Data has become one of the most valuable resources for business, providing key insights about the company and its market. However, with so much data available for analysis, the need for effective data management is becoming increasingly important. Here are some the steps you can take to ensure your company is using best practice when it comes to managing your data.
1. Know what you want to use data for
Today, companies are gathering enormous quantities of data. Much of that, however, will never be used. To make data management easier, it is important to know what you want from your data so that you keep that which helps meet your objectives and get rid of that which does not. This will help reduce storage costs and make it easier to organise and manage what data is kept. If you have data which is not useful at present but which you want to keep in case it becomes useful in the future, you can always condense it and store it separately.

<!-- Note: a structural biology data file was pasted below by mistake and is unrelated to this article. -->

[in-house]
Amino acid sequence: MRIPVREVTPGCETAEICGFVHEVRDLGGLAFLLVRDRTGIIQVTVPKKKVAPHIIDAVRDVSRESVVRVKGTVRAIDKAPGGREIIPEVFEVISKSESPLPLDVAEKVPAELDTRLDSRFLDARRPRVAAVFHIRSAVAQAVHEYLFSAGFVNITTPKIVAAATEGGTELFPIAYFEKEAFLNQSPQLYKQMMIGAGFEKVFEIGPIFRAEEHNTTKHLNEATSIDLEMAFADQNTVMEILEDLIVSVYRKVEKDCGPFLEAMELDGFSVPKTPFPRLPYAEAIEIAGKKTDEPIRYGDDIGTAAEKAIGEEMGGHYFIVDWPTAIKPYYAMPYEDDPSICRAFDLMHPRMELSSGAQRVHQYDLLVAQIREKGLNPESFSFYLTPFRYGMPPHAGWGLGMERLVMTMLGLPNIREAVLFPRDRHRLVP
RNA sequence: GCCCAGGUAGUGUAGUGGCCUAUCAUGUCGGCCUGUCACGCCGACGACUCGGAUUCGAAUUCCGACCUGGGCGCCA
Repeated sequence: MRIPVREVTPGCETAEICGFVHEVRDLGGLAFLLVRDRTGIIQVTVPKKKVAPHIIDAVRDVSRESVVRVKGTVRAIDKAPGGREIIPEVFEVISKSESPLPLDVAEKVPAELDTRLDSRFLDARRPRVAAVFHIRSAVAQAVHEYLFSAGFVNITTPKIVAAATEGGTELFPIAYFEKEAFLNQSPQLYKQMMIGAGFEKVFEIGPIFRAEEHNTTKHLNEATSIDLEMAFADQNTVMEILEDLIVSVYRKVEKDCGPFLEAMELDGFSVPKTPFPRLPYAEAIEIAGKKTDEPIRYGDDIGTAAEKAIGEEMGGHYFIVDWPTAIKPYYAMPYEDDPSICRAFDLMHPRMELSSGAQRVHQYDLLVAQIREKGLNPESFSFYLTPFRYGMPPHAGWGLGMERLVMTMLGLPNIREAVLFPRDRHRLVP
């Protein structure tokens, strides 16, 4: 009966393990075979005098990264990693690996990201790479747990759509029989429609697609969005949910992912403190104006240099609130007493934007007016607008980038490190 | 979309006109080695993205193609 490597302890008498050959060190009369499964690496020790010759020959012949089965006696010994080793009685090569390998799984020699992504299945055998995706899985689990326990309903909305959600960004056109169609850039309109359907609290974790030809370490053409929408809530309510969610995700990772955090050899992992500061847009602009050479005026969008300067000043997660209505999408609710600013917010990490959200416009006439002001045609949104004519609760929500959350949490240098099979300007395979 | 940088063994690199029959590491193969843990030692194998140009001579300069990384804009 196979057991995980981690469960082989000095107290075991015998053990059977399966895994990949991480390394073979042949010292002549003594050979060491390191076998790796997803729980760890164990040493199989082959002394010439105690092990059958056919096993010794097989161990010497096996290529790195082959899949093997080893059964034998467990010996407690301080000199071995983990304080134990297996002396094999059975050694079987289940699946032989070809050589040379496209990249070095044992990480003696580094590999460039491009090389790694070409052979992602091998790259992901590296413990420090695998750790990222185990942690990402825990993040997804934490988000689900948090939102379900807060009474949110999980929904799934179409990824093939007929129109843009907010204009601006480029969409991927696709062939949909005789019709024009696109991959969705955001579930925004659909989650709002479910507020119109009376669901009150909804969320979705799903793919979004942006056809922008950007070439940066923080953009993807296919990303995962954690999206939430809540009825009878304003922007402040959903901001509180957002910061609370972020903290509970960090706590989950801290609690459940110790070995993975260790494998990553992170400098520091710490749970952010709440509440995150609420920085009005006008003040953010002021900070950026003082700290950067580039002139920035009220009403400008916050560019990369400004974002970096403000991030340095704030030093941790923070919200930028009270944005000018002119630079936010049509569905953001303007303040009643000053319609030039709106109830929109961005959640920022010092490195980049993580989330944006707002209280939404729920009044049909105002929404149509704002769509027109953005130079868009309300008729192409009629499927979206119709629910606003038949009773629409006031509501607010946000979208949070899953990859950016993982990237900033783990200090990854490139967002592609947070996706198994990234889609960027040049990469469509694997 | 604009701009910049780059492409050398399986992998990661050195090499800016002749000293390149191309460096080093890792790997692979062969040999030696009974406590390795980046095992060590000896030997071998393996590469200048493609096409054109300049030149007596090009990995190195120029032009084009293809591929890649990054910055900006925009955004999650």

There are many things you may wish to use your data for. These include data-driven decision-making, automation and processing improvement, customer journey mapping and personalisation, audience targeting, product recommendations and so forth. Knowing what your objectives are will help ensure you only gather and collect the data that you need.
2. Security and compliance are key priorities